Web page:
Here's the Scoop: Oct. 28, 2009

Keep a lid on it
When I returned home from the transfer station the other day, I lamented the fact that “We finally have plenty of garbage cans…but far fewer lids than cans.” Aside from leaving the cans outside during really breezy weather, I’m not sure how this happens. And, because our cans are kept inside, well, it’s not all that windy in the basement.
Before I could launch into my own dramatic explanation of what leads to the disappearance of all the garbage can covers, my wife saved me the trouble.
“They’re probably in the same place that all the lids to the plastic food containers end up,” she offered politely.
Ouch.
I could have accepted this theory, except for the fact that I have no idea where those lids actually go when they get tired of trapping in the freshness of peanut butter and jelly sandwiches.
And it’s not for lack of trying. Several times I have staked out a position near the “plastics drawer” in hopes of following these lids when they go out for a “nightcap” or wherever it is they vanish to…but nothing. I end up dozing off, only to awake to find a drawer full of lid-less containers.
Sure, there are a few skeptics who place some of the blame for these missing lids directly upon my shoulders. “Well, you use them every day for your lunch. And, when you come home, the lids are missing,” is how the logic flows.
I have broad shoulders. I can take the blame. But I don’t have to like it.

It can’t just be me
Plus, there’s no way I could be responsible for all these missing lids. It should be noted here that because of the high number of lost lids, we have to keep buying more complete sets. The end result is that we have far more containers than lids. This is odd, since quite a few containers seem to disappear as well. You’d think that the law of probability would leave us with the same amount of each — and no problem. Wrong.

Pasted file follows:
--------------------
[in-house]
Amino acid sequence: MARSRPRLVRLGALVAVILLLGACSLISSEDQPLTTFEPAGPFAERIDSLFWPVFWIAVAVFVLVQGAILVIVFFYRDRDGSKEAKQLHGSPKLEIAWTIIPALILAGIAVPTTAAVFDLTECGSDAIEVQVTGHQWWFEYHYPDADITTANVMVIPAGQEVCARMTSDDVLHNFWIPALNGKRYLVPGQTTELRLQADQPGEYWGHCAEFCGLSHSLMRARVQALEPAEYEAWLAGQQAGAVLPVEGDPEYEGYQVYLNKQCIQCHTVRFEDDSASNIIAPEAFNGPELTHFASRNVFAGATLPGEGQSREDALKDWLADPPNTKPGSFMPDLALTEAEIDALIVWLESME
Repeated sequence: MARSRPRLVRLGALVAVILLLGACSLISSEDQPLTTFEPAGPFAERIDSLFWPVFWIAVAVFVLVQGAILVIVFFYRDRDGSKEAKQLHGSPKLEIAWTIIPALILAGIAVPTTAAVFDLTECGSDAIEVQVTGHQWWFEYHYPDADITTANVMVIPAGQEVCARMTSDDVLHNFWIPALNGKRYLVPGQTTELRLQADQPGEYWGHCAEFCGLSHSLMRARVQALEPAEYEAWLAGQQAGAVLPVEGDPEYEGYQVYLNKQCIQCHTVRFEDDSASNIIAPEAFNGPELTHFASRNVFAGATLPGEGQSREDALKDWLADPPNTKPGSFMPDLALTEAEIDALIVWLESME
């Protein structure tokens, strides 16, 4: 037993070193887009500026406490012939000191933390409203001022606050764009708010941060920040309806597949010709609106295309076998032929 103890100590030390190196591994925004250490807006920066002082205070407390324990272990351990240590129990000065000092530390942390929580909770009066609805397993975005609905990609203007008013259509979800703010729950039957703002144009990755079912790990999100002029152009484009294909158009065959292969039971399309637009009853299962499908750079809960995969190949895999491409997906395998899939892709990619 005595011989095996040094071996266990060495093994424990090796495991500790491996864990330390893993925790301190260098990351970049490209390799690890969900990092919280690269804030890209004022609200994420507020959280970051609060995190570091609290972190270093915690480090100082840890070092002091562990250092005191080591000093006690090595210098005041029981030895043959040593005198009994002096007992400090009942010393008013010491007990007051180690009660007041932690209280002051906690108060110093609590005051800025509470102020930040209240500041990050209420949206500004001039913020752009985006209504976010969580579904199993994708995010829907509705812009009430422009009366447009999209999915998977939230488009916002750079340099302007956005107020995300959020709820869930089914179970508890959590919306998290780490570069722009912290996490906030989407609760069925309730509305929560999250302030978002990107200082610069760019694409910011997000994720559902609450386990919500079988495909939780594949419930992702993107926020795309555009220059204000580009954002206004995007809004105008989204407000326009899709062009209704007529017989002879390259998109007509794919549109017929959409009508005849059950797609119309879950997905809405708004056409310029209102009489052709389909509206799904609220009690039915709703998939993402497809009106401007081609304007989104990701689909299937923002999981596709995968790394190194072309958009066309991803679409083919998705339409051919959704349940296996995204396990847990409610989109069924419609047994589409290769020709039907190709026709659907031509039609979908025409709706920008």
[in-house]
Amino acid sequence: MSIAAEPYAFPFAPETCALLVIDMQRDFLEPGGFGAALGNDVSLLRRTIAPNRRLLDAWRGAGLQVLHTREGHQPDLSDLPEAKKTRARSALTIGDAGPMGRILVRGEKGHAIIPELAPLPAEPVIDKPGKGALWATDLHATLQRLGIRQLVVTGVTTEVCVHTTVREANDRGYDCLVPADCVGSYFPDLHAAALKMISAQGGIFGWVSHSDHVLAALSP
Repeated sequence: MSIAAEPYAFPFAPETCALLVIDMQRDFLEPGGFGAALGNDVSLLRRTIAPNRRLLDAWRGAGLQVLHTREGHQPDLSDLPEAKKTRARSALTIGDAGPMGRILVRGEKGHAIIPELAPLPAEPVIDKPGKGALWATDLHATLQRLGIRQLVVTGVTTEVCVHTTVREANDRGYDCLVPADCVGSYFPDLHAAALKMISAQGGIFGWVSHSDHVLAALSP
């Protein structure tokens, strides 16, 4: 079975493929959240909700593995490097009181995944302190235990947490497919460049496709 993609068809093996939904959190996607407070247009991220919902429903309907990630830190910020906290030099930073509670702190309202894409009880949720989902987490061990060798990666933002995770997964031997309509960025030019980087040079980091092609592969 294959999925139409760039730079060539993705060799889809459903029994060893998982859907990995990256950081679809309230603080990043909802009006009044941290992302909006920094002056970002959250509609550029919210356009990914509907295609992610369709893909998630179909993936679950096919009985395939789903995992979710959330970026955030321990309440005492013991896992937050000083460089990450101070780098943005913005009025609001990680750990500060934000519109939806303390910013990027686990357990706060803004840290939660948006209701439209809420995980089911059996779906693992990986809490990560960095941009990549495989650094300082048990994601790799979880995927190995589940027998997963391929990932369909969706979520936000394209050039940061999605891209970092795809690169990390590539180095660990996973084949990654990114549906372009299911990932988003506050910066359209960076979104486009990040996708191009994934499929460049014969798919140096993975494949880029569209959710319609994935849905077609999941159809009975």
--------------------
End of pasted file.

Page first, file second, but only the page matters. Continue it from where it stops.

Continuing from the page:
The lids, because of their thin profile, seem to disappear at roughly a two-to-one rate faster than the containers. And, you know what that means for me: stale peanut butter sandwiches for lunch.
I will admit that I have started paying more attention to what happens to the containers after I eat. My research has determined that containers, despite being whipped up from a nasty combination of chemicals, have some very human traits. It seems that they often separate and then divorce completely. When there are small containers involved, the split gets more difficult. And, no offense to anyone, but I’m sure that attorneys eventually get involved.
My container problem is magnified by the fact that I generally haul three or four items for lunch each day. That’s a lot of containers to keep tabs on, you know. Or to not keep tabs on, as the case may be.
I would really like to get to the bottom (or the top) of the missing lid issue. But if I solve this problem, I’m sure it’s only a matter of time before I’m sitting next to the dryer late at night, watching where the stray socks walk away to…